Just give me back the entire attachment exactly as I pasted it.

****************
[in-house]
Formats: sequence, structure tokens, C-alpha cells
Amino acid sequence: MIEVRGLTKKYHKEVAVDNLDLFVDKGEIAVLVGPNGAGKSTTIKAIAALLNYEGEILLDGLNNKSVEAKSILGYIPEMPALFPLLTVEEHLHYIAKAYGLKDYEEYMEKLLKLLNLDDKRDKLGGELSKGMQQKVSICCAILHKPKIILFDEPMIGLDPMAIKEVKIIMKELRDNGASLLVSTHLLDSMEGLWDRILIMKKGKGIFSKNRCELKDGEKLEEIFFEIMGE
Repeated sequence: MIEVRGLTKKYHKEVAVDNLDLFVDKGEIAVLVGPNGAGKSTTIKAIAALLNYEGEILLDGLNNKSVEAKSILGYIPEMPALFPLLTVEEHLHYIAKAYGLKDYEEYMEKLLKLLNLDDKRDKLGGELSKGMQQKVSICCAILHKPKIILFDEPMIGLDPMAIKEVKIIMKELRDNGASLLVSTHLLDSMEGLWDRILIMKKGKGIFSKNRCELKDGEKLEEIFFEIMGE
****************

[in-house]
Formats: sequence, structure tokens, C-alpha cells
Amino acid sequence: MIEVRGLTKKYHKEVAVDNLDLFVDKGEIAVLVGPNGAGKSTTIKAIAALLNYEGEILLDGLNNKSVEAKSILGYIPEMPALFPLLTVEEHLHYIAKAYGLKDYEEYMEKLLKLLNLDDKRDKLGGELSKGMQQKVSICCAILHKPKIILFDEPMIGLDPMAIKEVKIIMKELRDNGASLLVSTHLLDSMEGLWDRILIMKKGKGIFSKNRCELKDGEKLEEIFFEIMGE
Repeated sequence: MIEVRGLTKKYHKEVAVDNLDLFVDKGEIAVLVGPNGAGKSTTIKAIAALLNYEGEILLDGLNNKSVEAKSILGYIPEMPALFPLLTVEEHLHYIAKAYGLKDYEEYMEKLLKLLNLDDKRDKLGGELSKGMQQKVSICCAILHKPKIILFDEPMIGLDPMAIKEVKIIMKELRDNGASLLVSTHLLDSMEGLWDRILIMKKGKGIFSKNRCELKDGEKLEEIFFEIMGE